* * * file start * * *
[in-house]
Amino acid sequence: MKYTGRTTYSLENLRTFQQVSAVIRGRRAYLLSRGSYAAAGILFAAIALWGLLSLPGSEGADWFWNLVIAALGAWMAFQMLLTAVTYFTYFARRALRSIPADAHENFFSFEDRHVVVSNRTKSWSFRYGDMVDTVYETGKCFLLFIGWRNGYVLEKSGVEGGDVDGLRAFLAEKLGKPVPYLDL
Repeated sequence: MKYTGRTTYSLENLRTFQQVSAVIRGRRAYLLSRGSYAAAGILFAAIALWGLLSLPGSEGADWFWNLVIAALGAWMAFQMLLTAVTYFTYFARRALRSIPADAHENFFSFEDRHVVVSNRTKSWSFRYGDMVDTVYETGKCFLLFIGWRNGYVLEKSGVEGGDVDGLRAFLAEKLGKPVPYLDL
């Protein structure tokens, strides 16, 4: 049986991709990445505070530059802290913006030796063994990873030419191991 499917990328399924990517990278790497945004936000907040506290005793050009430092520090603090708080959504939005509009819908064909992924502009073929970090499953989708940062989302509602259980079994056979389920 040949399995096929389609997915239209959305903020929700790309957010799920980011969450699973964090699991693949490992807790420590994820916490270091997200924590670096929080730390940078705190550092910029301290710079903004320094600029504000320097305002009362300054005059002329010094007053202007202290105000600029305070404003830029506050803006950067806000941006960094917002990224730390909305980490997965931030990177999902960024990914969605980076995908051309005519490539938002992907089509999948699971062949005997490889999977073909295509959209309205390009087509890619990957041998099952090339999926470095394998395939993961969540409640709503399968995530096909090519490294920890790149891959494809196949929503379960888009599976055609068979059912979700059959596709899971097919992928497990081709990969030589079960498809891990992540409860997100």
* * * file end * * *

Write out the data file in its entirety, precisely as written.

[in-house]
Amino acid sequence: MKYTGRTTYSLENLRTFQQVSAVIRGRRAYLLSRGSYAAAGILFAAIALWGLLSLPGSEGADWFWNLVIAALGAWMAFQMLLTAVTYFTYFARRALRSIPADAHENFFSFEDRHVVVSNRTKSWSFRYGDMVDTVYETGKCFLLFIGWRNGYVLEKSGVEGGDVDGLRAFLAEKLGKPVPYLDL
Repeated sequence: MKYTGRTTYSLENLRTFQQVSAVIRGRRAYLLSRGSYAAAGILFAAIALWGLLSLPGSEGADWFWNLVIAALGAWMAFQMLLTAVTYFTYFARRALRSIPADAHENFFSFEDRHVVVSNRTKSWSFRYGDMVDTVYETGKCFLLFIGWRNGYVLEKSGVEGGDVDGLRAFLAEKLGKPVPYLDL
């Protein structure tokens, strides 16, 4: 049986991709990445505070530059802290913006030796063994990873030419191991 499917990328399924990517990278790497945004936000907040506290005793050009430092520090603090708080959504939005509009819908064909992924502009073929970090499953989708940062989302509602259980079994056979389920 040949399995096929389609997915239209959305903020929700790309957010799920980011969450699973964090699991693949490992807790420590994820916490270091997200924590670096929080730390940078705190550092910029301290710079903004320094600029504000320097305002009362300054005059002329010094007053202007202290105000600029305070404003830029506050803006950067806000941006960094917002990224730390909305980490997965931030990177999902960024990914969605980076995908051309005519490539938002992907089509999948699971062949005997490889999977073909295509959209309205390009087509890619990957041998099952090339999926470095394998395939993961969540409640709503399968995530096909090519490294920890790149891959494809196949929503379960888009599976055609068979059912979700059959596709899971097919992928497990081709990969030589079960498809891990992540409860997100």